A factor that would incline Mian Nawaz to stay away would be the disqualification of Imran Khan. He is engaged in an all-or-nothing campaign, in which even the provincial elections are about him. Does the country want him to be PM? Untrammelled? But if the elections are to end with the PTI winning, but somebody else as PM? Who would vote for the PTI then? And if so, why should Nawaz bother going back into the slammer?

A major imponderable is the effect of PML(N) Quaid Mian Nawaz Sharif’s return. On the face of it, he should return post-haste and lead the campaign in his backyard. However, there is no point if he is to return only to be clapped in irons and dragged away from the airport to jail. His bail was not from arrest, as in the case of Ishaq Dar or Salman Shehbaz, but from imprisonment. His surrender will not be before a court, but before the jail authorities. Only then can he appear before a competent court and apply for bail because his conviction was wrongful.

One earlier solution was that his residence be declared a sub-jail, so that he did not have to go to Kot Lakhpat, where he was last imprisoned. However, that solution presumed that a PML(N) government had been established in the province. There is no guarantee that a caretaker government would take such a lenient view of the situation. More importantly, even if his residence is declared a sub-jail, without being freed, he will not be able to campaign. So while he might enjoy a few creature comforts, his return would be pointless.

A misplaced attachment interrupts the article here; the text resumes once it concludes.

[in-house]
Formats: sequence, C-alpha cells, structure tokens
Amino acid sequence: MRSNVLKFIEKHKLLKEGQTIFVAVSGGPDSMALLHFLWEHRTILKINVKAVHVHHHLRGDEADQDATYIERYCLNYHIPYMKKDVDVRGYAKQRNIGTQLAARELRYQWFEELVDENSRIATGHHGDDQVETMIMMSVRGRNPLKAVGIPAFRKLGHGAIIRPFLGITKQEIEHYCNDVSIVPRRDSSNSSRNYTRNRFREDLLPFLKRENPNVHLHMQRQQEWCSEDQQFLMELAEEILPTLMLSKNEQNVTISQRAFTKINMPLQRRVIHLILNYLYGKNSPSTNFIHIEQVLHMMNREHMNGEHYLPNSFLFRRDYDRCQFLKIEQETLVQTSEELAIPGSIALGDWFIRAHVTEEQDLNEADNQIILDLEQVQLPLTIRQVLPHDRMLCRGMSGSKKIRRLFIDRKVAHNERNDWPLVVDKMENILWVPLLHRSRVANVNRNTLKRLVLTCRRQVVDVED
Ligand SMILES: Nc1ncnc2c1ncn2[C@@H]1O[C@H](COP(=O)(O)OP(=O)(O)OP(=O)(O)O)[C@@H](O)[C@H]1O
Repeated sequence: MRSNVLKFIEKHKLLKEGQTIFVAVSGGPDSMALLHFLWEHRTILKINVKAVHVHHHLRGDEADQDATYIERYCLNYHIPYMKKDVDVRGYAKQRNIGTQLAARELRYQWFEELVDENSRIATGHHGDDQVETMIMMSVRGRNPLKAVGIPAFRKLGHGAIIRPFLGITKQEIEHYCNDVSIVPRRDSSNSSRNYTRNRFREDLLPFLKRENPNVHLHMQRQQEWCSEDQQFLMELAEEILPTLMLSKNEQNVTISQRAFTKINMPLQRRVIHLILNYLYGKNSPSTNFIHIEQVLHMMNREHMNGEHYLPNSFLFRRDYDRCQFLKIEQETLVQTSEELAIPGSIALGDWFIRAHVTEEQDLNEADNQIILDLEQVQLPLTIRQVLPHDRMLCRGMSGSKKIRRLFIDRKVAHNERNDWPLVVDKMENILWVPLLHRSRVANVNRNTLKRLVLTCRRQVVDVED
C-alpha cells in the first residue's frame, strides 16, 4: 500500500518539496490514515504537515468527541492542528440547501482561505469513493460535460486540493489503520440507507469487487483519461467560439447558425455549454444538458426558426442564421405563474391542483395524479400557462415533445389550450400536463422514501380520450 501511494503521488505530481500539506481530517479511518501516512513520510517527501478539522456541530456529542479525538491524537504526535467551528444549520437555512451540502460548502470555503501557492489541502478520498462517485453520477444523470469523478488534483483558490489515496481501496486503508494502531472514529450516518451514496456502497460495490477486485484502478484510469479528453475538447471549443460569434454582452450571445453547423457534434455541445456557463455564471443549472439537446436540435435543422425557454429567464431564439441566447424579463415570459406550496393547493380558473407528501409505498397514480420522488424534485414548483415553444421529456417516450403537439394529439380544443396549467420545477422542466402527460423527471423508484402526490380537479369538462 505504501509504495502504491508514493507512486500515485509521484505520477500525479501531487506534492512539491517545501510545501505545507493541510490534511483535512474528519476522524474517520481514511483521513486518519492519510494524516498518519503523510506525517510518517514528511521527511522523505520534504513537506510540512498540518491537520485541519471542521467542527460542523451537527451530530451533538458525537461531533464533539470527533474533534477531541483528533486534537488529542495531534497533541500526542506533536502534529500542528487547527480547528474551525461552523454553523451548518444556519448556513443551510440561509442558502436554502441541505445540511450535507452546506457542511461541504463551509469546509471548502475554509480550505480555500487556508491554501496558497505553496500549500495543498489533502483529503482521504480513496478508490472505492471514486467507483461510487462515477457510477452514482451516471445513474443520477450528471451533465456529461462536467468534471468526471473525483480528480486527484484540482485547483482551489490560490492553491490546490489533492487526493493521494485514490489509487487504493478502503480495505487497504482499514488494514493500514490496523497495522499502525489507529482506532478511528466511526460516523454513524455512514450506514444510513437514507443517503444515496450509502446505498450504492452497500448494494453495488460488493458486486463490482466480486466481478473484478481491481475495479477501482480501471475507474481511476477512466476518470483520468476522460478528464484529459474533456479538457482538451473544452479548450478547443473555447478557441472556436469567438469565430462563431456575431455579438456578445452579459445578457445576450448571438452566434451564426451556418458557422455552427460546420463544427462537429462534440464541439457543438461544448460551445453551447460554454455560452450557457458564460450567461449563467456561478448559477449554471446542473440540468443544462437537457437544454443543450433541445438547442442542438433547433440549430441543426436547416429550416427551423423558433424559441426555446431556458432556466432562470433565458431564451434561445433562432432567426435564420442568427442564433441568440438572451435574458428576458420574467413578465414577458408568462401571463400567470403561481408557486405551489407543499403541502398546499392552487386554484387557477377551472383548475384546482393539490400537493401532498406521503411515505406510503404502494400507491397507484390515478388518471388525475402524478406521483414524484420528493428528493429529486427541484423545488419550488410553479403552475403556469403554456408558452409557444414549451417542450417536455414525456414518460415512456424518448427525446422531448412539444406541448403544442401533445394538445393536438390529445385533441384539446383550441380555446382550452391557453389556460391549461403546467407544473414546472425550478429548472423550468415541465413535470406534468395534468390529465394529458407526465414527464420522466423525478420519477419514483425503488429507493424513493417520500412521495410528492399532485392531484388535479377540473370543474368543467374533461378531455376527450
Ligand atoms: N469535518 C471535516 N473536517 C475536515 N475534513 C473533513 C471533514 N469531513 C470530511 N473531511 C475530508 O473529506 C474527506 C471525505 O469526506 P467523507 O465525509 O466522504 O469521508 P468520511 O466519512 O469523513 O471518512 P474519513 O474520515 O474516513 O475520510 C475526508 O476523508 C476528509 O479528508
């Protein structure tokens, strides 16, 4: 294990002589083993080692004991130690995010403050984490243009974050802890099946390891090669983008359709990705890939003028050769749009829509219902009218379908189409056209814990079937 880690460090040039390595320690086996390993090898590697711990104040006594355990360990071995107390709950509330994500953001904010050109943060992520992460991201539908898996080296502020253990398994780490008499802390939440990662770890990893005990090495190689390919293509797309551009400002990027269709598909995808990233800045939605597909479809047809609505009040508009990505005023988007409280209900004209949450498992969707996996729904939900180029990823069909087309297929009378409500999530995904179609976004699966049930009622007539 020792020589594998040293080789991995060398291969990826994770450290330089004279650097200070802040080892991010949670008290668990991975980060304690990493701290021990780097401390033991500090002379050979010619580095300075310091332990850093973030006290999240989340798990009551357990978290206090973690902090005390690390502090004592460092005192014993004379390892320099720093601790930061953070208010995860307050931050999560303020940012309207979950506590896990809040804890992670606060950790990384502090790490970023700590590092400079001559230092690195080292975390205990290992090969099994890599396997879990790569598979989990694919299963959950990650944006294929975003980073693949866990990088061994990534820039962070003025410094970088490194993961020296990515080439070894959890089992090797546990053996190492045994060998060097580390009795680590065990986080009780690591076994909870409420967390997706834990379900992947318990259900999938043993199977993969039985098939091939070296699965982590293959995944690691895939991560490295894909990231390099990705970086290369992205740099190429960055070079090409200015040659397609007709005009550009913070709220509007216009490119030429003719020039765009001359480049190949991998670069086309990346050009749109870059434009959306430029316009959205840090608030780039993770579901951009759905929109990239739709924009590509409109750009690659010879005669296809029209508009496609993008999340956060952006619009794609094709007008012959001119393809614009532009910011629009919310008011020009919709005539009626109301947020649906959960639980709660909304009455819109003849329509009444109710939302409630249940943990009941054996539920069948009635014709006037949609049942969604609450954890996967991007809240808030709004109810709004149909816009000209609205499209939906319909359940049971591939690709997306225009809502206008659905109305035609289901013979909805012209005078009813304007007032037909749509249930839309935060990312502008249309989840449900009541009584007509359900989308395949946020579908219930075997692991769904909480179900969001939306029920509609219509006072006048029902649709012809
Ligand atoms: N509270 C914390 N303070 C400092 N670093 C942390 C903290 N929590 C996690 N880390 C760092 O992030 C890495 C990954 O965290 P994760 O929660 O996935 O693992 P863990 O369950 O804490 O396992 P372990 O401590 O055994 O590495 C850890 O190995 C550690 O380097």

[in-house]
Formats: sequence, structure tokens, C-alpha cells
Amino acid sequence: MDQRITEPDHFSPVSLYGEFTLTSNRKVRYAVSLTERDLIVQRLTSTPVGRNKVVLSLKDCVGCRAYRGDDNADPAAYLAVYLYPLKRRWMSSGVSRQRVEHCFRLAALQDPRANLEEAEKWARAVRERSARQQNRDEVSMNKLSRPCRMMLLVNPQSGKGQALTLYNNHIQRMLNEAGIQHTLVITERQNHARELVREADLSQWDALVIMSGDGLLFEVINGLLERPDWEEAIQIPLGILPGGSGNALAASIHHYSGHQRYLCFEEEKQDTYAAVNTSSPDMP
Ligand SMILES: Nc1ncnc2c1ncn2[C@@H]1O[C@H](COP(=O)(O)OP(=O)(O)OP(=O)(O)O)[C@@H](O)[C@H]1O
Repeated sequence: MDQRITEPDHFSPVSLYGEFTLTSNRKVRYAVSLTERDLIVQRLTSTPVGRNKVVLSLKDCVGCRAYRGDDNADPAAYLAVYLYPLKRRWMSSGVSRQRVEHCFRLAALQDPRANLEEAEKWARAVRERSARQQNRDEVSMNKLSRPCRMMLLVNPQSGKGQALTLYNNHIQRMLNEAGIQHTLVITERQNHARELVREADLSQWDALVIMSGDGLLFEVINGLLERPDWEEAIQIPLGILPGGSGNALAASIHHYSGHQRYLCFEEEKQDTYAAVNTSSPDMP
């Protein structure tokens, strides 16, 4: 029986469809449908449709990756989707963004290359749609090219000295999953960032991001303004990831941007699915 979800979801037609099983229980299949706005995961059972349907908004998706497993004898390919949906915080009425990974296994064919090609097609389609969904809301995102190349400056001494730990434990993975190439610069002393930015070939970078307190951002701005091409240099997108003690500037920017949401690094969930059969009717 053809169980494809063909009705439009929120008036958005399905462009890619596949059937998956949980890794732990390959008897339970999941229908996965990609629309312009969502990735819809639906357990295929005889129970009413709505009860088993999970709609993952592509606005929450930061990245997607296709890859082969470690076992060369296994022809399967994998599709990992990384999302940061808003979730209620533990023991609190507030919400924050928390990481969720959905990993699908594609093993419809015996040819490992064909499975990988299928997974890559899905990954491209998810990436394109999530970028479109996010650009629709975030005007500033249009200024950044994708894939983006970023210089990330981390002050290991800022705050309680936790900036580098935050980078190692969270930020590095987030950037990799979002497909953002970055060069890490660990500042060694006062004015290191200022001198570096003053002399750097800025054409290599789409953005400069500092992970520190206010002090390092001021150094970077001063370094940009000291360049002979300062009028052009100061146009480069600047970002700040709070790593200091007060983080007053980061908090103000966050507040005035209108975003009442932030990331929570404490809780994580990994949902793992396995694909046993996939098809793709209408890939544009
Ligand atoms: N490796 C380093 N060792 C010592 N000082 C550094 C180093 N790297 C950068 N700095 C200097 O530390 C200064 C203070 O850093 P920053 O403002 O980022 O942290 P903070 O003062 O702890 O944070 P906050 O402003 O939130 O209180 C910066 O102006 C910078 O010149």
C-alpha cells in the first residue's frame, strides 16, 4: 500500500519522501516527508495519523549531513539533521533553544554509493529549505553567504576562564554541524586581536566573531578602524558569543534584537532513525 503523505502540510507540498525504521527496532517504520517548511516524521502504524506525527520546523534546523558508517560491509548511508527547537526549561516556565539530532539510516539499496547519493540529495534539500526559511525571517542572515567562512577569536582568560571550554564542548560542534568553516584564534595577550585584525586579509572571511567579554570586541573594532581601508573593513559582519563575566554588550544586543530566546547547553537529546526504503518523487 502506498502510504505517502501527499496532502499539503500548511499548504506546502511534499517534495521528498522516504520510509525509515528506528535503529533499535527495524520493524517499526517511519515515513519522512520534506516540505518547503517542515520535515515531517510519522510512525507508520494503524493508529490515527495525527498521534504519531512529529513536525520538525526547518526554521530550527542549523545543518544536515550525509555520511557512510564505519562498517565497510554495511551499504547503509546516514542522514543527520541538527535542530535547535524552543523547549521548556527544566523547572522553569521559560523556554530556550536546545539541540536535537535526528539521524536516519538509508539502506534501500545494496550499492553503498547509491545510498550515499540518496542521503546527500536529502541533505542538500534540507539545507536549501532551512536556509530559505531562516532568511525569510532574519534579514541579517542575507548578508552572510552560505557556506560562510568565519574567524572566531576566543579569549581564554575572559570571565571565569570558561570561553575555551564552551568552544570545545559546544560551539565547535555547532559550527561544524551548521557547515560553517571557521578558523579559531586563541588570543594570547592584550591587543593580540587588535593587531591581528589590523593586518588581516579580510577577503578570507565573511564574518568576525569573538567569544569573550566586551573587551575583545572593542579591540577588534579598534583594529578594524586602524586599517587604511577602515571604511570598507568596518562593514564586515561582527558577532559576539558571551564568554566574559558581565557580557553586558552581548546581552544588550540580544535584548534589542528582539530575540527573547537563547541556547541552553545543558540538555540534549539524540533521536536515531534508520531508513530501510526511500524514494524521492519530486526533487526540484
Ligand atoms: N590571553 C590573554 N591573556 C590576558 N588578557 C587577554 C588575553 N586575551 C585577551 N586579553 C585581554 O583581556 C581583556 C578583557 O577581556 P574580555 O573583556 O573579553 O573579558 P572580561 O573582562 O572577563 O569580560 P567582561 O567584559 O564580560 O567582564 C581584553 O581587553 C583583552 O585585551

Perhaps that is the reason that the signals from the UK are so far inclining towards Mian Nawaz staying put in London. His daughter Maryam may return alone, and try to lead the campaign on her own. That would be a tacit acknowledgement that Mian Nawaz is not as important a campaigner as is generally assumed, and the PML(N) places more reliance on the right choice of candidate.

The PDM campaign will focus on Imran’s corruption more than anything else, and it will probably get ugly. It is possible that Imran’s much-trumpeted videos will finally be generally released, not to mention more audioclipps. It is likely to be a nasty campaign.

A factor that would incline Mian Nawaz to stay away would be the disqualification of Imran Khan. He is engaged in an all-or-nothing campaign, in which even the provincial elections are about him. Does the country want him to be PM? Untrammelled? But if the elections are to end with the PTI winning, but somebody else as PM? Who would vote for the PTI then? And if so, why should Nawaz bother going back into the slammer?